6 Mistakes HR Leaders Make When Buying Software

The marketplace for HR software is more than $14 billion, which means you have more choice than ever. But choice presents challenges in determining the best option for your company.

The mandate to select new HR software may come from leadership or observed inefficiencies in the HR team’s workflow. Either way, the choice can be costly and waste valuable resources if not done well.

I have been working with companies in the HCM space to evaluate, choose and implement enterprise applications for over 20 years.

With all of the changes in technology, it is surprising that the mistakes I see HR buyers make have not evolved over this time.

Here are the top six mistakes that I feel have adverse impact on evaluations.

1. Not Setting the Objectives of the Solution First

I cannot tell you how many times I have had the following conversation with an HR leader:

Jeff: What are the objectives of this project?

HR Leader: To replace our performance management system.

Jeff: So if you replace your performance management system – what is your desired result for the business?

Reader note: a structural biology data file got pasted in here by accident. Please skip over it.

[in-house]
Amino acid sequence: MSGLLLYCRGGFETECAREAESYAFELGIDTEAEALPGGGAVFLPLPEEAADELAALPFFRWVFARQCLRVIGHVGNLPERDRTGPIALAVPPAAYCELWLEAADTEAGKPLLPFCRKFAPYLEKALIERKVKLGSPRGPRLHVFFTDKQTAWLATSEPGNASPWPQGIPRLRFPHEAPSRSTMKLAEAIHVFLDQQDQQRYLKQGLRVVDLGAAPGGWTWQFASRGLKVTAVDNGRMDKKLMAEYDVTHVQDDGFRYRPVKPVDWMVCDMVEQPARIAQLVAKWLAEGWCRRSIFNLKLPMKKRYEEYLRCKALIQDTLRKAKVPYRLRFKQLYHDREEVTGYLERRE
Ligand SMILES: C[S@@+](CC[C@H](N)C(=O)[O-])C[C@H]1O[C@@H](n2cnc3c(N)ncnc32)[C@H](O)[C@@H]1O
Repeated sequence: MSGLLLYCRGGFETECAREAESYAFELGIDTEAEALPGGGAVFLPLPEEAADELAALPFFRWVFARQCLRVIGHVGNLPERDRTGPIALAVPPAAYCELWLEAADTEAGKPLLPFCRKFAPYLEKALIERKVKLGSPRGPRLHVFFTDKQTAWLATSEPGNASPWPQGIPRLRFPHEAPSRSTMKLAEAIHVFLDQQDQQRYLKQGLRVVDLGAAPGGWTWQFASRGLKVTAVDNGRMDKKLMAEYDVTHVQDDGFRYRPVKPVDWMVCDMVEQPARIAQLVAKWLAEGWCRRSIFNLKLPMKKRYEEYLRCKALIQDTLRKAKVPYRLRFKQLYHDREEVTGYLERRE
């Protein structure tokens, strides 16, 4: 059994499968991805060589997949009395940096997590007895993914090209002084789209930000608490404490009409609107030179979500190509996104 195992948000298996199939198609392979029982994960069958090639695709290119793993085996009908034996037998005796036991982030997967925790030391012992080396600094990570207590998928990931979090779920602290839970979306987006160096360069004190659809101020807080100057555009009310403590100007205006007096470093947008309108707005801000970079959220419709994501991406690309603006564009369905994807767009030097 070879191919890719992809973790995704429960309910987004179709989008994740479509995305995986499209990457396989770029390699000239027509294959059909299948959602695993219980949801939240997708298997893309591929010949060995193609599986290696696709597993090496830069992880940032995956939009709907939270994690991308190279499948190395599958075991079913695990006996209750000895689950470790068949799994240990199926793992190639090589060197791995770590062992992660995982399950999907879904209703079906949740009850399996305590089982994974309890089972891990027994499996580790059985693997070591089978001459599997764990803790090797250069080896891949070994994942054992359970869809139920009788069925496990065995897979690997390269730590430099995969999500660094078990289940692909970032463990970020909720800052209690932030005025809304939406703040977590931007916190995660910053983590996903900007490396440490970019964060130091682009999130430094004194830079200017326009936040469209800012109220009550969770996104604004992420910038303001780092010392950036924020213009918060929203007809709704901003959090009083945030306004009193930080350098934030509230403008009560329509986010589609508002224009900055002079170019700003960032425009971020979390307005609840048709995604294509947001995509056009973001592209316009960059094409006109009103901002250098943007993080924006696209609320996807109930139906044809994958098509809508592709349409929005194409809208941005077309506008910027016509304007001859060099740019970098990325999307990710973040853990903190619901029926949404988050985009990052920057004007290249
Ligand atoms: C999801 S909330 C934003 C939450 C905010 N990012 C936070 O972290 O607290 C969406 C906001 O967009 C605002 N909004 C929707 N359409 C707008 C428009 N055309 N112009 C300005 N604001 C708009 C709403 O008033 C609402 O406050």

HR Leader: We will have better employee engagement and alignment.

Jeff: Ok, so if you replaced your performance management system, and achieved better employee engagement and alignment, what would you be able to tell your CFO about the performance of the business that would compel them to approve the project?

HR Leader: …

Everything from the vendors you evaluate, to the criteria for selection, should be centered around supporting the core objectives or business case for making the change or addition. 

If the objectives are not the guiding principle for every step of the evaluation, there is a high probability of selecting the wrong solution and not ever getting the project approved.

2. Not Getting Pre-Approval For the Project Objective

Getting the right buy-in is especially critical in the HCM space. Like it or not, many operations executives view HR solutions as cost centers — time and money wasters. It is key to get executive support for transformation prior to engaging vendors. This goes beyond budget.

True buy-in is identifying a set of current problems in the business, that if rectified, would have a salient and positive effect on something that the executive team can get behind. Classically, these are profits, market share, or cost reduction.  

In the HCM space,  employee surveys can help add a quantifiable measure (even if a bit squishy). In today’s market, if a company doing the traditional annual performance reviews surveys its knowledge workers, it will find quite low approval ratings for the current process — as low as 20%